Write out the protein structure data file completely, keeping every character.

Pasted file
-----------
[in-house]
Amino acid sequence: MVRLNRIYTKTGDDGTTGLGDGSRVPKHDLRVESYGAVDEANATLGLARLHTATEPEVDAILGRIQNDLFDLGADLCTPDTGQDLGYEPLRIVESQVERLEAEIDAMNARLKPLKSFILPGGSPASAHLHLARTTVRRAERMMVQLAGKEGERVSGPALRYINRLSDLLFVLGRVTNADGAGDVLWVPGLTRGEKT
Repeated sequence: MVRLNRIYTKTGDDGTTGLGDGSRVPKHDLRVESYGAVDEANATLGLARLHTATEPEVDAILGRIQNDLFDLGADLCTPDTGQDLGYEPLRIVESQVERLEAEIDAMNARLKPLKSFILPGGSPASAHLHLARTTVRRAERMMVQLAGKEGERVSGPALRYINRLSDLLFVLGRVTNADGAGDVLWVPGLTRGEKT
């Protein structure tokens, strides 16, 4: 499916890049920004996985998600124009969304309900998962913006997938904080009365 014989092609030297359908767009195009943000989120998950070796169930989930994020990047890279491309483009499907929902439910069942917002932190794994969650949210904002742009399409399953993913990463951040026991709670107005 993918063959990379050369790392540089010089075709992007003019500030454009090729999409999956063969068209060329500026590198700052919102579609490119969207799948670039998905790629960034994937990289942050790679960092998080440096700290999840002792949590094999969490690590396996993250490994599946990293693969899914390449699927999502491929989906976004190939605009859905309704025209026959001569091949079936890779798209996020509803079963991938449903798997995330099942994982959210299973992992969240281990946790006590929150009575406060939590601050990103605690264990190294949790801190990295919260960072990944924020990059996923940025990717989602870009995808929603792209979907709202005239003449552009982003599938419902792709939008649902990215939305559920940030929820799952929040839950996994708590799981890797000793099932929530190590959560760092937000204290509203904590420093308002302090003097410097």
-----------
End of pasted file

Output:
[in-house]
Amino acid sequence: MVRLNRIYTKTGDDGTTGLGDGSRVPKHDLRVESYGAVDEANATLGLARLHTATEPEVDAILGRIQNDLFDLGADLCTPDTGQDLGYEPLRIVESQVERLEAEIDAMNARLKPLKSFILPGGSPASAHLHLARTTVRRAERMMVQLAGKEGERVSGPALRYINRLSDLLFVLGRVTNADGAGDVLWVPGLTRGEKT
Repeated sequence: MVRLNRIYTKTGDDGTTGLGDGSRVPKHDLRVESYGAVDEANATLGLARLHTATEPEVDAILGRIQNDLFDLGADLCTPDTGQDLGYEPLRIVESQVERLEAEIDAMNARLKPLKSFILPGGSPASAHLHLARTTVRRAERMMVQLAGKEGERVSGPALRYINRLSDLLFVLGRVTNADGAGDVLWVPGLTRGEKT
């Protein structure tokens, strides 16, 4: 499916890049920004996985998600124009969304309900998962913006997938904080009365 014989092609030297359908767009195009943000989120998950070796169930989930994020990047890279491309483009499907929902439910069942917002932190794994969650949210904002742009399409399953993913990463951040026991709670107005 993918063959990379050369790392540089010089075709992007003019500030454009090729999409999956063969068209060329500026590198700052919102579609490119969207799948670039998905790629960034994937990289942050790679960092998080440096700290999840002792949590094999969490690590396996993250490994599946990293693969899914390449699927999502491929989906976004190939605009859905309704025209026959001569091949079936890779798209996020509803079963991938449903798997995330099942994982959210299973992992969240281990946790006590929150009575406060939590601050990103605690264990190294949790801190990295919260960072990944924020990059996923940025990717989602870009995808929603792209979907709202005239003449552009982003599938419902792709939008649902990215939305559920940030929820799952929040839950996994708590799981890797000793099932929530190590959560760092937000204290509203904590420093308002302090003097410097």